The USS Panay Incident was a Japanese attack on the American gunboat Panay while she was anchored in the Yangtze River outside Nanking, China (now spelt Nanjing) on the 12th December 1937. Japan and the United States were not at war at the time. The Japanese claimed they did not see the American flags painted on the deck of the gunboat, apologised and paid an indemnity. On that morning the Japanese air forces received information that fleeing Chinese forces were in the area of Nanking. While anchored at Nanking, Panay and three Standard Oil Tankers came under attack from the Japanese naval aircraft. The result was Panay and the three oil tankers sank with the loss of three American lives and forty three wounded. The sinking of USS Panay caused the U.S. opinion to turn against the Japanese.

During the Sino-Japanese War, Nanking, the capital of China fell to the Japanese Army and the Chinese government fled to Hankow which is further inland along the Yangtze River. On the 13th December 1937, Japanese General Matsui Iwane ordered the city of Nanking be destroyed. Much of the city was burned and Japanese troops launched a campaign of atrocities against the civilian population. In what became known as the “Rape of Nanking”, the Japanese butchered an estimated 150,000 male “war prisoners”, massacred an additional 50,000 male civilians. They raped at least 20,000 women and girls of all ages, many of whom were mutilated or killed. Shortly after the end of the Second World War, Matsui Iwane was found guilty of war crimes by the International Tribunal for the Far East and was executed.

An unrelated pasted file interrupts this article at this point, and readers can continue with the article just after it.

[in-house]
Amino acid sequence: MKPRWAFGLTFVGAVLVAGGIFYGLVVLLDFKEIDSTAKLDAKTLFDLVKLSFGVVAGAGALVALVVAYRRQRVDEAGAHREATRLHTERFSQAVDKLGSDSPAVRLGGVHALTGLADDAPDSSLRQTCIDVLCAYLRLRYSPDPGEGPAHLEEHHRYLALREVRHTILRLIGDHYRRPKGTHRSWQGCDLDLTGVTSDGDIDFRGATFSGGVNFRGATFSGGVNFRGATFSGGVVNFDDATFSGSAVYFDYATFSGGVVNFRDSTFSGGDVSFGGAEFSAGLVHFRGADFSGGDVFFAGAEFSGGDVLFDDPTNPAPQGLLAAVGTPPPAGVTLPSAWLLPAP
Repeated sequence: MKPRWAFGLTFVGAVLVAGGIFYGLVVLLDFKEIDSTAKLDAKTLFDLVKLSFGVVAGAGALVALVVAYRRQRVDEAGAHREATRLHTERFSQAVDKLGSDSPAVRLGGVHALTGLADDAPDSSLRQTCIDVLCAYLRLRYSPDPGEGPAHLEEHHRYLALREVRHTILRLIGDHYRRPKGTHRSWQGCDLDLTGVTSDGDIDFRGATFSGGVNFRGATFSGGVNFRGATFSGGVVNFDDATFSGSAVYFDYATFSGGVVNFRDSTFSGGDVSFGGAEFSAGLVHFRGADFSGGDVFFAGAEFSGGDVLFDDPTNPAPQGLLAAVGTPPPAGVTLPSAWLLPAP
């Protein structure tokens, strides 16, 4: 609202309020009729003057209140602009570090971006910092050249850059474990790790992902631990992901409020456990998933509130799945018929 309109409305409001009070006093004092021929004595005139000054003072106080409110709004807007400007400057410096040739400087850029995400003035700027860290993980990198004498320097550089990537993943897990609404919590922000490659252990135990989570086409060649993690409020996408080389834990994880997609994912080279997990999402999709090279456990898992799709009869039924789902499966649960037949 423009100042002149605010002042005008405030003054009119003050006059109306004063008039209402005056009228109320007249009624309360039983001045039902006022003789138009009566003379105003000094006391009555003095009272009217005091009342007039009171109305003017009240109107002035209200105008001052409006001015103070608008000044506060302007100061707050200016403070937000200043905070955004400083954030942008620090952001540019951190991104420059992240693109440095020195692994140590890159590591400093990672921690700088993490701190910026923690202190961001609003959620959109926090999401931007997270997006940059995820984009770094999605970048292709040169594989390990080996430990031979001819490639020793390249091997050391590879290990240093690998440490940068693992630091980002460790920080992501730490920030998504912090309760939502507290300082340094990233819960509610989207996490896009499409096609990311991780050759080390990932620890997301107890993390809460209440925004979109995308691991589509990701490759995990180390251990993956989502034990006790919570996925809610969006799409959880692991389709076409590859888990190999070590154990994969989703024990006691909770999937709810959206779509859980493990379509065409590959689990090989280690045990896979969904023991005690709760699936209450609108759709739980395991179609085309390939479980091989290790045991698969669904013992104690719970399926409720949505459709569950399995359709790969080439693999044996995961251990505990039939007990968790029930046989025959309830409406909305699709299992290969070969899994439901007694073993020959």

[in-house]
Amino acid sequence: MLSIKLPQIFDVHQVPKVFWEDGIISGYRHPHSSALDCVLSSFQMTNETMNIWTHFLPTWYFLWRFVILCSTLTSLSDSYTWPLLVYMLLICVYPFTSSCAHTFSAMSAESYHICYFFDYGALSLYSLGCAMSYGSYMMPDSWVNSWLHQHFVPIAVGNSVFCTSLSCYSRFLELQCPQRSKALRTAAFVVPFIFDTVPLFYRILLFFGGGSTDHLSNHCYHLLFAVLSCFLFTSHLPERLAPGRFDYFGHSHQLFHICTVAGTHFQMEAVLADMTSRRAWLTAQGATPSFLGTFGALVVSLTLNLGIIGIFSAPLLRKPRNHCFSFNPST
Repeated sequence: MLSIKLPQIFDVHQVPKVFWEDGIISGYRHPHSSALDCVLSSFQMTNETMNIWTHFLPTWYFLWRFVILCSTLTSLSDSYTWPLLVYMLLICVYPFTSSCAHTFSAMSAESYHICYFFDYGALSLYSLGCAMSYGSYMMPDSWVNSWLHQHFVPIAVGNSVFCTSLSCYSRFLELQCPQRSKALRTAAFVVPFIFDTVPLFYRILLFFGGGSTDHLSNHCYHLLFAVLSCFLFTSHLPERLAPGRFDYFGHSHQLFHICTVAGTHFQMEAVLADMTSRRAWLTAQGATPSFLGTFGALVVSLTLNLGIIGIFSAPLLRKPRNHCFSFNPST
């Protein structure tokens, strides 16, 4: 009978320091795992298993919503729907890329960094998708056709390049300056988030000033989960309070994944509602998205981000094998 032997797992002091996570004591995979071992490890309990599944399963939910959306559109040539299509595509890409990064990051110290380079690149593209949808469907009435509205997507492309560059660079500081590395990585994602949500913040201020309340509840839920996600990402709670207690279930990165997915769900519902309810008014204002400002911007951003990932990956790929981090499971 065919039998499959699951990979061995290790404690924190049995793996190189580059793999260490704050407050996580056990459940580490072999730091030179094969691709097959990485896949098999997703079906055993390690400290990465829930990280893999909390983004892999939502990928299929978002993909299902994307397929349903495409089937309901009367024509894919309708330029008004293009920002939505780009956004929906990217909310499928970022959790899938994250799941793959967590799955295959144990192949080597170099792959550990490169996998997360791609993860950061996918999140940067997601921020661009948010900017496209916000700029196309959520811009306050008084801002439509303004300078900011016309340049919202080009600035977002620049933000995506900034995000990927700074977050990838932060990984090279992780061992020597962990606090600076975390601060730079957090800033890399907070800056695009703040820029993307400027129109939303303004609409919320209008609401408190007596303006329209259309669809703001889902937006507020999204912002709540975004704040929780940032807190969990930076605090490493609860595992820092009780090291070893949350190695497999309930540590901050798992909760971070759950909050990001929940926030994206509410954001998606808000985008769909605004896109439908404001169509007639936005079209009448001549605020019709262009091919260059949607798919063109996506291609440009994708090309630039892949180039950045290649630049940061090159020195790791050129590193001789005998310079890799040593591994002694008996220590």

The Chinese Civil War, began on the 12th April 1927 between the Chinese Communists and the Chinese Nationalists. The war was carried out sporadically until the latter part of 1937, when the two parties came together to form the Second United Front in order to resist the Japanese invasion.

In America during 1937, a Committee sat for the purpose of defending Russian Leon Trotsky of the charges made against him in Moscow. Having fallen out with Joseph Stalin, the charges against Trotsky was that of a terrorist conspiring against Stalin, found guilty and sentenced to death. The American Committee found that Trotsky was innocent of the charges made against him. Stalinist assassins raided Trotsky’s Mexico City home on the 20th August 1940, and drove a pickaxe into his skull. He survived for 30 hours, dying on the 22nd August 1940 at the age of 60.